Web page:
[The ~feel~ of statistics majors at Elsewhere U has changed somewhat since I sent you that ask (dangerous was perhaps the wrong word), but here’s an extended piece about them that is totally not also a love letter to my chosen subject]
Science majors are always treated more warily by the gentry. This is both a blessing and a curse; we’re less likely to be fucked with, except perhaps out of spite, but it also leaves the greatest mystery we’ve ever seen out of our reach.
It’s tough, being a truth-seeker.
Every department has its own inclinations when it comes to attempts to study Them. Brave physics majors strap bodged-together chronal stabilisers to their arms and go spelunking in those places that time bends unnaturally, reeling back out days or weeks or months later sobbing unintelligibly about relativity. The smart chemistry majors favour esoteric methods of detecting Them, importing enough hazardous substances that it’s surprising none of them are on terrorist watch lists; we try and avoid the choking fumes of their labs and darkrooms if possible. Biologists tend to keep to themselves and be blacklisted in turn; nobody’s attempted to gather samples from Them since the chrysanthemum incident, and the tensions are manageable. Maths is essentially arcane to Them, too logical to make any sense, and more than one student has traded their way out of a tight spot with a neatly penned proof of Euler’s formula.
As at every other university, statistics majors get overlooked. It’s hardly a surprise; it’s the kinds of subject that you either do for a lack of a better idea (and the alleged “amazing job security”) or because you really love statistics. Students in the department because of the former are usually fine, having no particular drive to hunt out knowledge beyond the mundanities of coursework. That cadre of us, though, who take what the lecturers give us and turn it on our environment? Well, I’d call us the most successful informal research group in the university.
Don’t look so surprised! Statistics is the science of observation and patterning. Not only to we know how to analyse for a trend, we know how to tell whether there’s a kernel of truth in it or if it’s just noise; the deceptions of a regression with p = 0.07 are not too different to some of the misdirections of the gentry. Provided you’re smart about data collection (RIP Tumblr user no-this-is-a-knife), there’s not a lot They can do to screw with you as long as you keep everything digital and speak softly. Walking the line between observing Them and alerting Them to your intentions is very possible as long as you’re canny about it. Interestingly, the proportion of Slytherin students in the department is greater than you would expect from a subject so knowledge-oriented.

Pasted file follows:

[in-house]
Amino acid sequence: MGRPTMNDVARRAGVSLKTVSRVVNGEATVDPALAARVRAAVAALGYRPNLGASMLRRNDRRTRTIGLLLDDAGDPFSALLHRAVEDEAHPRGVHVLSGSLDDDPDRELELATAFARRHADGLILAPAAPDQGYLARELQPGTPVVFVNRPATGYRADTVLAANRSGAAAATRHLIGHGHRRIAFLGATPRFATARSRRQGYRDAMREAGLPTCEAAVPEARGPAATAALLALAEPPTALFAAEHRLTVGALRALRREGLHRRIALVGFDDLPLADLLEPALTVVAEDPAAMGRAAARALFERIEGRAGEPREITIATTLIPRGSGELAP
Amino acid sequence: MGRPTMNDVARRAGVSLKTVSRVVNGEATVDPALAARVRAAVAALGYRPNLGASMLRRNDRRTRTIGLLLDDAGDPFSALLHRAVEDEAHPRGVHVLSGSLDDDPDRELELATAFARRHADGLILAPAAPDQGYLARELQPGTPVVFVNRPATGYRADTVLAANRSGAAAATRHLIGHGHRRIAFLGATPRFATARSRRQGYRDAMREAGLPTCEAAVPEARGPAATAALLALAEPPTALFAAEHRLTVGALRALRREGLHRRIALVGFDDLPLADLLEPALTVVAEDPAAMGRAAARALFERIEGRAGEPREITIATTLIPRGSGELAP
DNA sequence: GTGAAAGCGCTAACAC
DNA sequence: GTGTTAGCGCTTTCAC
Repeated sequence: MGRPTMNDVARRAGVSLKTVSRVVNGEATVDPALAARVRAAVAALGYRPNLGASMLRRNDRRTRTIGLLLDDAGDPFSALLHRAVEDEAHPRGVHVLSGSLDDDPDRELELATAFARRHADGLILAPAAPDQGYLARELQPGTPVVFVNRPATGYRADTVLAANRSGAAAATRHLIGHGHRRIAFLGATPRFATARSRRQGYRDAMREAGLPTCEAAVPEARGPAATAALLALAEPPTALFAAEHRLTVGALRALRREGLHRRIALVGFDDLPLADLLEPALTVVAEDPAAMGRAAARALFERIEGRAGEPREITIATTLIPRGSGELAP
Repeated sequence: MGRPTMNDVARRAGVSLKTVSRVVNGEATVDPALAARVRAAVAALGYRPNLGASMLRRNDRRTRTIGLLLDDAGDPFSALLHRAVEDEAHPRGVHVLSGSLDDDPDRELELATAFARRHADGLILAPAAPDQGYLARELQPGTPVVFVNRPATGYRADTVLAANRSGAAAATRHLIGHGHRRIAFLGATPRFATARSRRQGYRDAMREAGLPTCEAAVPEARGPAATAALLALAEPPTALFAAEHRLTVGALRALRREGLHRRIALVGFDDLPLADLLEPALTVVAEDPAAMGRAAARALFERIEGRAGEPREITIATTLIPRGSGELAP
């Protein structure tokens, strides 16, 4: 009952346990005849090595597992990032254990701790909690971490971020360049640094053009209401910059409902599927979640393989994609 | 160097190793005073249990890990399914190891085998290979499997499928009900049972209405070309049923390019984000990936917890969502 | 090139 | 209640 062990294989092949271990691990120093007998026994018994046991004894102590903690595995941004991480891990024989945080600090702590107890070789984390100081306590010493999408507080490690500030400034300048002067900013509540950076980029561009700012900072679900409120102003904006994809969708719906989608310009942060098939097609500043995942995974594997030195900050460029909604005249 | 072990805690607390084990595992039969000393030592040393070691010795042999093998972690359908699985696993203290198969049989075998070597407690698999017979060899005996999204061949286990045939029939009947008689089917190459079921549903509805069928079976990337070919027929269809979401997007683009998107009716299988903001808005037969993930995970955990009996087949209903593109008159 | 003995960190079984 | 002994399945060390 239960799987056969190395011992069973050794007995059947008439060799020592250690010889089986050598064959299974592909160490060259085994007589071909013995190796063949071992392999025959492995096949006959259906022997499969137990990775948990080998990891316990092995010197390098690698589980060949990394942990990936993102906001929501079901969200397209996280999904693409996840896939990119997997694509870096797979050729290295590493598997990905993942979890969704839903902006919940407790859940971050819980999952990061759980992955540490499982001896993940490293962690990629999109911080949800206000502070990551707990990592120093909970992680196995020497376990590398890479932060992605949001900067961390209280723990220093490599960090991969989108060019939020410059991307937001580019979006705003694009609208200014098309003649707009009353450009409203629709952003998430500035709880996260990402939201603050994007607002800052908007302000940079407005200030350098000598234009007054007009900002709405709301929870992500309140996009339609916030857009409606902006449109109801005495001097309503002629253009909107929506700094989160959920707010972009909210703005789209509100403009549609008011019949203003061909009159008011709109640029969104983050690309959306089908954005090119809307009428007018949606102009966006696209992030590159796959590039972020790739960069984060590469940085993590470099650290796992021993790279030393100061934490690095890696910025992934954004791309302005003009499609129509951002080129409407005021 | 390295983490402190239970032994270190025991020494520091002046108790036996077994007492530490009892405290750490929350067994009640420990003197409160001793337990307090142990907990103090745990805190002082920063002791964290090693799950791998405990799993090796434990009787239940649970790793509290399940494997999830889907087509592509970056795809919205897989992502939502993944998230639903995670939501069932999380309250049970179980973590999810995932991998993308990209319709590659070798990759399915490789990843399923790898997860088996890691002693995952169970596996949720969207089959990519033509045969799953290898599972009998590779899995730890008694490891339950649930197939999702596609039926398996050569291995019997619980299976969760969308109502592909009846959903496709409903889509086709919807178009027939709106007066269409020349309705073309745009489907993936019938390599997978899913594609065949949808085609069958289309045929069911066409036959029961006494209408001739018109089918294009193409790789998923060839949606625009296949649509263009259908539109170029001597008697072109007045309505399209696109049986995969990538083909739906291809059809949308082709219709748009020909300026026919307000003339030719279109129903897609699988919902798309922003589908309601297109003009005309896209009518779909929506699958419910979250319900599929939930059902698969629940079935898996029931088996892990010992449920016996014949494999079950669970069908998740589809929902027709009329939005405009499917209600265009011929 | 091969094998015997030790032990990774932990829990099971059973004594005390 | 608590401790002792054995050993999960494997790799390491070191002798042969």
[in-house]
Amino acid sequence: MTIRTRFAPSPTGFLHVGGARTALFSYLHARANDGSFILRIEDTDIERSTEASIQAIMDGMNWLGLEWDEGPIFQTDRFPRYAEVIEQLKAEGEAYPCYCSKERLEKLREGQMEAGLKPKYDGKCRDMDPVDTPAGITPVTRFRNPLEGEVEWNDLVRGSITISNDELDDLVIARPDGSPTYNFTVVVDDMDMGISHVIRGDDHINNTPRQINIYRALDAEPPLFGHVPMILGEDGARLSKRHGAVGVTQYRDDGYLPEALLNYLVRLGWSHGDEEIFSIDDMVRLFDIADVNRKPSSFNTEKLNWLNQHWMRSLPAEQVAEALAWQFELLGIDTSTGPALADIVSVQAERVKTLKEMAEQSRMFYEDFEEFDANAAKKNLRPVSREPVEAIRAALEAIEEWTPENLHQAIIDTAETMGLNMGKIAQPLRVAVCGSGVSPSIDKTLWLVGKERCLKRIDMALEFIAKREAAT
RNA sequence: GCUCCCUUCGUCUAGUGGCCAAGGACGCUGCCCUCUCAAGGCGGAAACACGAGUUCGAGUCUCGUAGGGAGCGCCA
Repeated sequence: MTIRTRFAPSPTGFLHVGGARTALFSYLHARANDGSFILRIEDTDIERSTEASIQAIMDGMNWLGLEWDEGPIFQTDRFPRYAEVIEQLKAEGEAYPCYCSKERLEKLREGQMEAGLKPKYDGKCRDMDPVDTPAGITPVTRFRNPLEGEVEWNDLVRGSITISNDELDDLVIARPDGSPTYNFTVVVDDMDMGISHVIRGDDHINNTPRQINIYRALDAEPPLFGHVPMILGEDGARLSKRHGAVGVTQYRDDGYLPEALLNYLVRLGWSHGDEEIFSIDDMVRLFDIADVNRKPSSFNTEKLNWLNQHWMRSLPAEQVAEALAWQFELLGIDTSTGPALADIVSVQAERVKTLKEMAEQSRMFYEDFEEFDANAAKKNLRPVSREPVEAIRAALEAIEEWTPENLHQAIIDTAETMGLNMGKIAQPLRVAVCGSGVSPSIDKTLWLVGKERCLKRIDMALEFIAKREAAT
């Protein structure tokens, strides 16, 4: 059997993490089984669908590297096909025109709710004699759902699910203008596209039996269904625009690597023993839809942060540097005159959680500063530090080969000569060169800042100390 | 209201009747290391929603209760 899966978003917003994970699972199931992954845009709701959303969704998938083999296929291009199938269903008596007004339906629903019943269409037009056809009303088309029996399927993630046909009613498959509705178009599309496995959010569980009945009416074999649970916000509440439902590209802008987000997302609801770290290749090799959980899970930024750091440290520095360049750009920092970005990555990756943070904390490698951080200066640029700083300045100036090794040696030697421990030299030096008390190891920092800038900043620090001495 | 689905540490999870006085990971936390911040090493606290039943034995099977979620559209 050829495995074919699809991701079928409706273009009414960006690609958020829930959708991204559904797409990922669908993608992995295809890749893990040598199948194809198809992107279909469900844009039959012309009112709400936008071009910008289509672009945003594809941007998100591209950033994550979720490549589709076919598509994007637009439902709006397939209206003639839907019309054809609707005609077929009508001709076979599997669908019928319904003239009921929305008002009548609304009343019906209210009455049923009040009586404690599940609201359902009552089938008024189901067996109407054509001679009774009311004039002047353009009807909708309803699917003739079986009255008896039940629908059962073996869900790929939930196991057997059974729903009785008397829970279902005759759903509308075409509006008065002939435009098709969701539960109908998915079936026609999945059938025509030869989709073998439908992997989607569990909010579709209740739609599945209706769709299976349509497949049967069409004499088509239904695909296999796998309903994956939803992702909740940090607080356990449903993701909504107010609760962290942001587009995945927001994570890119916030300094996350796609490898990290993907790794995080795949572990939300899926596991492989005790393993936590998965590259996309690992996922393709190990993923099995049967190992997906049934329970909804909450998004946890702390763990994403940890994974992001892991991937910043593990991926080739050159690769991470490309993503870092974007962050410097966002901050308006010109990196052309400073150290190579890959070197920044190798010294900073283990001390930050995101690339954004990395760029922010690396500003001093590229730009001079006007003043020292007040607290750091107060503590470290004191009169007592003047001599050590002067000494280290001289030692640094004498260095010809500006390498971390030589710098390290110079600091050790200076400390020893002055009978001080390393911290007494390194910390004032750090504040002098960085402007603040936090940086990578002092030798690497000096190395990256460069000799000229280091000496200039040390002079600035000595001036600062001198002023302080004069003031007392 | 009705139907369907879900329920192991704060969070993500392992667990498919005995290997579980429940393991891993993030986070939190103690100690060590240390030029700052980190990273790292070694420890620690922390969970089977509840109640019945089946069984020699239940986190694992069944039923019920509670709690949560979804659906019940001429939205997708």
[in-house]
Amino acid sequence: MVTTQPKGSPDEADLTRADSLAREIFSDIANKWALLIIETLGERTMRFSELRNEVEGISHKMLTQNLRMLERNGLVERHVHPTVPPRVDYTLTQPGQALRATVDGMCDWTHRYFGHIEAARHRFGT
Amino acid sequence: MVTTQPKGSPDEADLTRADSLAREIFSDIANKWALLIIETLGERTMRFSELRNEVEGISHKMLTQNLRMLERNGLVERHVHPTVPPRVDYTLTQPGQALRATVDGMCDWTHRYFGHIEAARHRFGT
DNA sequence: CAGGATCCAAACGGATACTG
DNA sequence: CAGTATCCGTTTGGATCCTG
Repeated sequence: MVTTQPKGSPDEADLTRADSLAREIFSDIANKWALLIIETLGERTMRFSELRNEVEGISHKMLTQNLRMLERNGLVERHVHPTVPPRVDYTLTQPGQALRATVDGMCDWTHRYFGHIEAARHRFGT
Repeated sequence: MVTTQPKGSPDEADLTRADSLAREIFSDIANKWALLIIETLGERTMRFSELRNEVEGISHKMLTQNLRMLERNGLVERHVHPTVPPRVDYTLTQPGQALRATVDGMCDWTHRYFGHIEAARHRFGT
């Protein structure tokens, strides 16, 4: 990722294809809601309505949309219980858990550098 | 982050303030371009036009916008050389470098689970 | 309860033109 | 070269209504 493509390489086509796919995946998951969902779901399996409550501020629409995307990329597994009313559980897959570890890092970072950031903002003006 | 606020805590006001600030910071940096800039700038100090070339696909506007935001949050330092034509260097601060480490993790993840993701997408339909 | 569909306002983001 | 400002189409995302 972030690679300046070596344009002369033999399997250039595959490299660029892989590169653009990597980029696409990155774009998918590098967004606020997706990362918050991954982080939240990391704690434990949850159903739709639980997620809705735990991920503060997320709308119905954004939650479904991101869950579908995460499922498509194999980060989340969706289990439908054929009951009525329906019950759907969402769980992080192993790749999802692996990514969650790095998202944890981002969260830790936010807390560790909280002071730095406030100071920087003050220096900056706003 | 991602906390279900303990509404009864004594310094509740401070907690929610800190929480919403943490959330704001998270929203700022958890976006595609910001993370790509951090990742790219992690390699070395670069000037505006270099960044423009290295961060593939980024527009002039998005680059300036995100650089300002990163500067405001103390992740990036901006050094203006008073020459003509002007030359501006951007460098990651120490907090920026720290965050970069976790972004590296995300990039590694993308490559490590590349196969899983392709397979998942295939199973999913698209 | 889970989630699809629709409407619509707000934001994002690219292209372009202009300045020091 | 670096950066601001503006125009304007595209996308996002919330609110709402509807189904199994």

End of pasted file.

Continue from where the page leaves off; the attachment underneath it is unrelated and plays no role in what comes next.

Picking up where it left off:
There are some great projects being run in our downtime. Demography of the gentry would be both a fool’s errand and a slow death, but there’s plenty you can do by surveying the human population or simply watching common areas. That’s what I’m working on, actually; we’re using some of the chem students’ detection techniques to investigate the distribution of the gentry around the campus. Early results are confirming the rumours that arts students are most likely to run into Them. There’s other projects as well, of course, like the two students who’ve cracked the university’s database of missing persons reports and are analysing it against the year to look for the most dangerous times.
To be clear: we mean no harm by what we do. It’s easy to think of us as a coiled snake in the grass, but I would never dream of using my research against anyone (human or gentry or otherwise). Anyone seeking to fight the gentry is probably better off burying themselves in the mythology stacks anyway; research that could conclusively prove cause and effect is well outside our capabilities. All we’re really about is helping people do what they were already doing, like find somewhere weirdness-free to study for finals.
The official Elsewhere U message boards keep deleting our threads - I’m almost sure it’s foul play at this point, one of the staff They have in Their metaphorical pocket - so we’ve been pushed into informal channels. r/ElsewhereStatistics is a good one-stop-shop for passing students, and our Tumblr network is pretty extensive. It’s important to be able to coordinate, to ask questions; this research methodology isn’t exactly something you can run by the lecturers.
While it’s disheartening to know that this work will never leave the university (statistics journals reject so many regular papers, and there’s no scientific field pertaining to Them that we could publish under like applied statistics groups usually would), it’s worth all the toil and more. On a practical level, we’re helping people; just the other day a sobbing fine arts major grabbed me after class and gave me a thank-you hug for publishing those preliminary maps of gentry activity on campus. She can paint in peace now! How wild is that? Most of us would still do it regardless of the thanks, though. After all, the most praise in the world can’t top the simple euphoria of discovery; there’s nothing like that ephemeral moment after the results come back when you can truly say that you know something no-one else knows.
Well, I’d better be getting back to it; these numbers aren’t gonna crunch themselves. Come visit us down in the computer labs sometime (bring coffee!). And remember: following our will and wind, we may just go where no one’s been.